After eight years in Obamian Camelot, Finer oversaw the political risk and public policy practice at Warburg Pincus, LLC, a global investment firm that holds some $62 billion in assets led by Obama’s first treasury secretary, Timothy Geitner. Warburg Pincus also just so happens to invest in companies that do extensive business with "blue chip customers" like General Electric, Honeywell, and Lockheed Martin, for such platforms as the perennially cost-overrunning money-pit that is the F-35 Joint Strike Fighter. In his spare time, Finer’s also a senior fellow at the Council on Foreign Relations.

It’s worth noting, however, that Finer has some rare – for a Biden bro – redeeming and unique experiences. Before entering government, he was a foreign and national correspondent for the Washington Post, embedded with the Marines during the 2003 Iraq invasion, and later spent 18 months in Baghdad as it lurched towards civil war. Unlike his classic chickenhawk of a future boss, Jake Sullivan, Finer’s extensive experience with real Iraqis may have motivated his co-founding the Iraqi Refugee Assistance Project.

Second, deputy secretary of state nominee Wendy Sherman: may have graduated from from sub-Ivy Boston University and the University of Maryland, but she is a professor at Harvard’s Kennedy School of Government. She then follow platitudinal protocol and served as chief of staff for then Congresswoman Barbara Mikulski, even managing her first successful senate campaign. Sherman was also CEO and President of the 2008 financial crash-implicated Fannie Mae Foundation, and served as – Iraqi child-sanctions-starvation apologist – Secretary of State Madeleine Albright’s counselor. During the Obama years, Wendy was appointed undersecretary of state for political affairs by Hillary Clinton.

Since then, Sherman has worked with or for a range of military-industrial and strategic consultancy-complex related rackets. Specifically, she was Vice Chair of the Albright Stonebridge Group – her old boss’s international consulting firm – plus serves on the boards of the International Crisis Group and Atlantic Council, and is a member of the Council on Foreign Relations and the Aspen Strategy Group. Wendy’s even an MSNBC global affairs contributor.

She’s also married to another player, Bruce Stokes – director of global economic attitudes at the Pew Research Center, executive director of the Transatlantic Task Force of the German Marshall Fund of the United States, and a former senior fellow at the Council on Foreign Relations. That said, on the positive side, Sherman was, in fact, a social worker before entering public policy service, and a chief negotiator of the eminently sensible Iran nuclear deal.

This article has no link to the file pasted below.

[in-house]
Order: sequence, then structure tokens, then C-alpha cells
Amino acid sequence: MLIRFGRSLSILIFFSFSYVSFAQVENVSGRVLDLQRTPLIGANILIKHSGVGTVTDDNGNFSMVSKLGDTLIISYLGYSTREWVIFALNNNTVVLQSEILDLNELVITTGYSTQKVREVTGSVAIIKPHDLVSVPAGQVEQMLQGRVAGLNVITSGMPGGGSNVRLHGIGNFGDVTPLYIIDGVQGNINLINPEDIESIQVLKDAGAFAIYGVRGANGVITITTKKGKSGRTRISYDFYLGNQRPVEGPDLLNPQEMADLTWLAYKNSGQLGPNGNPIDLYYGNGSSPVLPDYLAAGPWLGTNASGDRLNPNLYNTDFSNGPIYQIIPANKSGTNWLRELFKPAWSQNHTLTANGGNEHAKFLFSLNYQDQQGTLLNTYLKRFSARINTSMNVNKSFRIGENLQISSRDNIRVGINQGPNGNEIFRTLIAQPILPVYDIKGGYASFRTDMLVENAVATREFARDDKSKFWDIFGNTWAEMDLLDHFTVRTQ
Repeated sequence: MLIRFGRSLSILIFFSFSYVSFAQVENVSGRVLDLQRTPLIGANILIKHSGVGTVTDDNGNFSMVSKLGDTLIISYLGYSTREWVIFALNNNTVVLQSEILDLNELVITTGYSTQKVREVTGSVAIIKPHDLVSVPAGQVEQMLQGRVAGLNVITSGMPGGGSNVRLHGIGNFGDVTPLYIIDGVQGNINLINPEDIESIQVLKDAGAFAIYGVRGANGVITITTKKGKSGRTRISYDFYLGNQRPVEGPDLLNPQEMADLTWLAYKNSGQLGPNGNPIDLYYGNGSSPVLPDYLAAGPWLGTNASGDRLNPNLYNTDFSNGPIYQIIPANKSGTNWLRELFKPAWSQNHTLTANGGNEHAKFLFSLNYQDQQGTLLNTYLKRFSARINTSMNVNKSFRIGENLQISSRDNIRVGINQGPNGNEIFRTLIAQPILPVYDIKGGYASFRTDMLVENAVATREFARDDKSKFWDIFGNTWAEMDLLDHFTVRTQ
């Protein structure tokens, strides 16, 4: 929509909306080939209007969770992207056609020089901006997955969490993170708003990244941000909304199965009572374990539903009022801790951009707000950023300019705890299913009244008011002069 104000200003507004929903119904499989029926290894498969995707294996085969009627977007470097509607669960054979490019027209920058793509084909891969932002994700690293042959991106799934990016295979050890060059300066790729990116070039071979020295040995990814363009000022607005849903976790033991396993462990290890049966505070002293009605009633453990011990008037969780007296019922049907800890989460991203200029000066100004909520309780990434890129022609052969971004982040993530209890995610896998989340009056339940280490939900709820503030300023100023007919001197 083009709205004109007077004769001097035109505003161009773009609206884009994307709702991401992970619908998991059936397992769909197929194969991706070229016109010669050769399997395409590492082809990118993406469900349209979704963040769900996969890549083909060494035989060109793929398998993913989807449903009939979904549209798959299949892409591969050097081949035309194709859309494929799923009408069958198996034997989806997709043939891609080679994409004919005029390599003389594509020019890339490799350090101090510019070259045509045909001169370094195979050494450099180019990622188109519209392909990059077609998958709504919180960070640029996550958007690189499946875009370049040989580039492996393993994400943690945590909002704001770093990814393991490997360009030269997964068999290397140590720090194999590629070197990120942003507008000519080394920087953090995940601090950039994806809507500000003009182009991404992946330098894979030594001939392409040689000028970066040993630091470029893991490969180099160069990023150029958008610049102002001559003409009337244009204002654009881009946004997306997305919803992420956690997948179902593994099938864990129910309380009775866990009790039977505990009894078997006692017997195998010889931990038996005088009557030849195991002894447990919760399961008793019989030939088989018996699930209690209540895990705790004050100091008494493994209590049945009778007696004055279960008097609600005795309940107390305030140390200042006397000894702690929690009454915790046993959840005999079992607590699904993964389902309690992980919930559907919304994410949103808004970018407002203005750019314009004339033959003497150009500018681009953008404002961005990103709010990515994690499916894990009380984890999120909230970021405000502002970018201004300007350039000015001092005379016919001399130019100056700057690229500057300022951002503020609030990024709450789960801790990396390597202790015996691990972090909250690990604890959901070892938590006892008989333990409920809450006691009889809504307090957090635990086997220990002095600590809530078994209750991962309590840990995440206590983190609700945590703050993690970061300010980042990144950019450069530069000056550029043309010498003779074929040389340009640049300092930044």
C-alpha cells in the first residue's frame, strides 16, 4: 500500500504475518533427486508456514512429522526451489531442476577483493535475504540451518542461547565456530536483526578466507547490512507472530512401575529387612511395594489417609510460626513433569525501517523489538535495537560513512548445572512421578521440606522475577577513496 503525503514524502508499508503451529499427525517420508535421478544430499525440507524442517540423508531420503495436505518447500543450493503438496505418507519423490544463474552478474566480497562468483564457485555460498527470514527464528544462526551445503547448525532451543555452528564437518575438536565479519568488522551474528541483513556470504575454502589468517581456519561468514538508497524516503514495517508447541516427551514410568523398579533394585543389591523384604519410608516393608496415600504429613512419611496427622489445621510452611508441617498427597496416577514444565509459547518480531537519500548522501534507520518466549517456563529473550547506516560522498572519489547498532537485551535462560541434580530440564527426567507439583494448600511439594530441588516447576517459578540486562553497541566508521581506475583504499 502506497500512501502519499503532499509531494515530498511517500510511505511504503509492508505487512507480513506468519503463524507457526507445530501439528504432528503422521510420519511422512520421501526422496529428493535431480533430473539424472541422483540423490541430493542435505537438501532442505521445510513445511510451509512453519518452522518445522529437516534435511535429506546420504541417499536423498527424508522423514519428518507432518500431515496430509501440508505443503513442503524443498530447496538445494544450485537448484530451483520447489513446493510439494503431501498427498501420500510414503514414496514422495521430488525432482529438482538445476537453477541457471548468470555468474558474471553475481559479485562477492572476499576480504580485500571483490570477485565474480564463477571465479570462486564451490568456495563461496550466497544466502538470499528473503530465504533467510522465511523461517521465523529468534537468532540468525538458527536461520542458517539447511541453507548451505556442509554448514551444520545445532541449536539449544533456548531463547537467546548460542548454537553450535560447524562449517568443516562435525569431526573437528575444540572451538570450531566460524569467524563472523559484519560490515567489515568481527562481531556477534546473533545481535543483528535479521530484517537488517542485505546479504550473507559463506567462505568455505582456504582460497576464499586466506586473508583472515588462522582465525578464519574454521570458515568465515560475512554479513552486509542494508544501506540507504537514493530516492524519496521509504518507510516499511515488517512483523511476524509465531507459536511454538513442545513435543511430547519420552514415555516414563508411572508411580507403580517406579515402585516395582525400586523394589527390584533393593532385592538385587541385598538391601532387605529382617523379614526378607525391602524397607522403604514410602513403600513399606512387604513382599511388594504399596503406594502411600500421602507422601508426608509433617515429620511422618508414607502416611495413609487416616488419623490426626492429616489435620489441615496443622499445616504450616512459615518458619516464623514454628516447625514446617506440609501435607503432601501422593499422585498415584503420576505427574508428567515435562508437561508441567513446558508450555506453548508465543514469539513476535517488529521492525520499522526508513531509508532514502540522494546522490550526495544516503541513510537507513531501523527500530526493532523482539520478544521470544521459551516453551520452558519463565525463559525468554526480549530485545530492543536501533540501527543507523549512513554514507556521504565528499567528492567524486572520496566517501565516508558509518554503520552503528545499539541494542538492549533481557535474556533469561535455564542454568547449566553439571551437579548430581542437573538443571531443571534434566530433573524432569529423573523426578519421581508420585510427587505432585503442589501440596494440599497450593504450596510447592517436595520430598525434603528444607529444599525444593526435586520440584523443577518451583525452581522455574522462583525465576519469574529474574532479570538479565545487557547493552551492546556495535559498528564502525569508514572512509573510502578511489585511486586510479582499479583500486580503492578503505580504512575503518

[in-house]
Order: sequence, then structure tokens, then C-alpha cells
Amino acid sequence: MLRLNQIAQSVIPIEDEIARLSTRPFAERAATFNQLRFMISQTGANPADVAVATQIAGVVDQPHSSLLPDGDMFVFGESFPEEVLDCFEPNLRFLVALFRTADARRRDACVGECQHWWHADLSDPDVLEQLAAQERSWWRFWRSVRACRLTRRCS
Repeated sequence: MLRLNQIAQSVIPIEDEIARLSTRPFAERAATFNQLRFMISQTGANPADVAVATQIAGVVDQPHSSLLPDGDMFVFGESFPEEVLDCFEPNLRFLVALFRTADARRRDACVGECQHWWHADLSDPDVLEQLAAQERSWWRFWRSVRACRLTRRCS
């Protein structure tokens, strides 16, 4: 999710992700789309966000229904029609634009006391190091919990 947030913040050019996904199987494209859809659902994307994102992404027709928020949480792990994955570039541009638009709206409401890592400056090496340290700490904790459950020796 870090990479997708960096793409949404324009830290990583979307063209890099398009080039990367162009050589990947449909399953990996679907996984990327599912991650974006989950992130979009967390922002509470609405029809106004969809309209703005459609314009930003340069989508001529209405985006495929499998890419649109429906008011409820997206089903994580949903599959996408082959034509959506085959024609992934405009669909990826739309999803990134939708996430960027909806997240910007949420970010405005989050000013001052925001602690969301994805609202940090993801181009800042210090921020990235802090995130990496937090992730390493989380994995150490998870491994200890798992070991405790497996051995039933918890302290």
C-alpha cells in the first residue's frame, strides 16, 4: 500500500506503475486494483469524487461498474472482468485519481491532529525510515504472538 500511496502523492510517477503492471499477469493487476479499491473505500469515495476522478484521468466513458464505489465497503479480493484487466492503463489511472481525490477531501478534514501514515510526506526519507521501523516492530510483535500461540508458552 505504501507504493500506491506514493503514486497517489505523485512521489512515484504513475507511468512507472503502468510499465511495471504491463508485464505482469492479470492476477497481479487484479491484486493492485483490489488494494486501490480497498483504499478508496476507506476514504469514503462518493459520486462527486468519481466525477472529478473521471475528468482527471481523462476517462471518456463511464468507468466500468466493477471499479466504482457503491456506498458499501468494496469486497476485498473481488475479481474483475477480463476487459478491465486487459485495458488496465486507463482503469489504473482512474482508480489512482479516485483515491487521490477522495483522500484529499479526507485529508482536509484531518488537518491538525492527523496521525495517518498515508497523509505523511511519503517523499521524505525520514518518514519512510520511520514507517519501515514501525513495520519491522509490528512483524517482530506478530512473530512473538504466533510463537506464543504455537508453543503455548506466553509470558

Lastly, under secretary of state for political affairs nominee, Victoria Nuland: is an alum of Brown University, and held a variety of positions of increasing responsibility in Bill Clinton’s and George W. Bush’s State Department. In the Obama years, she served as special envoy for conventional armed forces in Europe, then as State Department spokesperson, and finally as assistant secretary of state for European and Eurasian Affairs. During her Trump-era holding pattern, Nuland was a nonresident fellow at the Brookings Institution, CEO of the Center for a New American Security (CNAS), on the board of the National Endowment for Democracy, and senior counselor at – you guessed it! – the Albright Stonebridge Group.

Then there’s this: Nuland’s husband is Robert Kagan, an overtly neo-imperialist historian and hawkish foreign policy commentator at the Brookings Institution. And when it comes to Queen Victoria-the-Troubling, it is that "married to someone in the game" bit that’s particularly unsettling. Enter the neocons Kagan: a family of fiasco artists.

A Couple of Wild&Krazy Kagans

Before exploring the implications of her having married into the Kagan’s veritable [war] crime family, it’s worth noting that she’s a problematic hawk in her own right. With his decision to nominate Nuland as under secretary of state for political affairs, Joe may’ve really done it – risked real war, that can’t be won, and needn’t be fought, with a Russian nuclear superpower. That’s a function of Nuland’s history of hawkish antagonism towards Moscow, plus meddling to orchestrate a Ukrainian regime change in the nearest of Russia’s near-abroad. Nominating Nuland is nothing less than an unnecessarily provocative finger in the Russian eye. She’s a known quantity east of the Dnieper, and not in a nice way – she’s despised by Mr. Putin and her confirmation will surely serve as a conflict accelerant.

Furthermore, as a simple – and somehow satisfying – spiral on the ole Wikipedia all to easily reveals, Nuland’s nuptial connections could offer nothing less than a path back into power for not just the usual Biden bunch neoliberal interventionists, but Bush-Cheney-era neoconservatives. First off, she was Principal Deputy National Security Advisor to Vice President Dick Cheney from July 2003 until May 2005 – rather pivotal and horrifying decision-making years, those. Equally troubling, she’s married to none other than Robert Kagan – the man Col. (ret.) Andrew Bacevich called America’s "chief neoconservative foreign-policy theorist."